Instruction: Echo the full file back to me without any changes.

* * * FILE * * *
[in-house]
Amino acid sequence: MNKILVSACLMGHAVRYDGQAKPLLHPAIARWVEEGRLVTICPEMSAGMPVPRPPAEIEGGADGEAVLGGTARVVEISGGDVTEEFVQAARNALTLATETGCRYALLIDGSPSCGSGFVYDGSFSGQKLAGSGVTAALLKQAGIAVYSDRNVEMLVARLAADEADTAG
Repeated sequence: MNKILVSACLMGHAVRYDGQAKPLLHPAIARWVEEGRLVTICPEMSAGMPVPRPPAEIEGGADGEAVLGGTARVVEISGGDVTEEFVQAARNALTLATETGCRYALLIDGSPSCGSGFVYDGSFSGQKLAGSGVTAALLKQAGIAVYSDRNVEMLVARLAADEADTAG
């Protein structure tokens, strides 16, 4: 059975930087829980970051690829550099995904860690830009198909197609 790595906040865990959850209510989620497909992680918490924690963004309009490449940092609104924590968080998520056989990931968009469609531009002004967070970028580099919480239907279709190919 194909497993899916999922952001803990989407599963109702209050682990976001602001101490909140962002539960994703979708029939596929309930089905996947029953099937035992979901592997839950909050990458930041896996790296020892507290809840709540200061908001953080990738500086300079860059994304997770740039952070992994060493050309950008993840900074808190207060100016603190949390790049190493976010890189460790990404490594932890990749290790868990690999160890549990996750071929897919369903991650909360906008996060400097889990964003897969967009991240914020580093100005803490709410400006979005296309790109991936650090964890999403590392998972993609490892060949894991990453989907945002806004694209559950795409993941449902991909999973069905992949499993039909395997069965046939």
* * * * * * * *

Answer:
[in-house]
Amino acid sequence: MNKILVSACLMGHAVRYDGQAKPLLHPAIARWVEEGRLVTICPEMSAGMPVPRPPAEIEGGADGEAVLGGTARVVEISGGDVTEEFVQAARNALTLATETGCRYALLIDGSPSCGSGFVYDGSFSGQKLAGSGVTAALLKQAGIAVYSDRNVEMLVARLAADEADTAG
Repeated sequence: MNKILVSACLMGHAVRYDGQAKPLLHPAIARWVEEGRLVTICPEMSAGMPVPRPPAEIEGGADGEAVLGGTARVVEISGGDVTEEFVQAARNALTLATETGCRYALLIDGSPSCGSGFVYDGSFSGQKLAGSGVTAALLKQAGIAVYSDRNVEMLVARLAADEADTAG
């Protein structure tokens, strides 16, 4: 059975930087829980970051690829550099995904860690830009198909197609 790595906040865990959850209510989620497909992680918490924690963004309009490449940092609104924590968080998520056989990931968009469609531009002004967070970028580099919480239907279709190919 194909497993899916999922952001803990989407599963109702209050682990976001602001101490909140962002539960994703979708029939596929309930089905996947029953099937035992979901592997839950909050990458930041896996790296020892507290809840709540200061908001953080990738500086300079860059994304997770740039952070992994060493050309950008993840900074808190207060100016603190949390790049190493976010890189460790990404490594932890990749290790868990690999160890549990996750071929897919369903991650909360906008996060400097889990964003897969967009991240914020580093100005803490709410400006979005296309790109991936650090964890999403590392998972993609490892060949894991990453989907945002806004694209559950795409993941449902991909999973069905992949499993039909395997069965046939």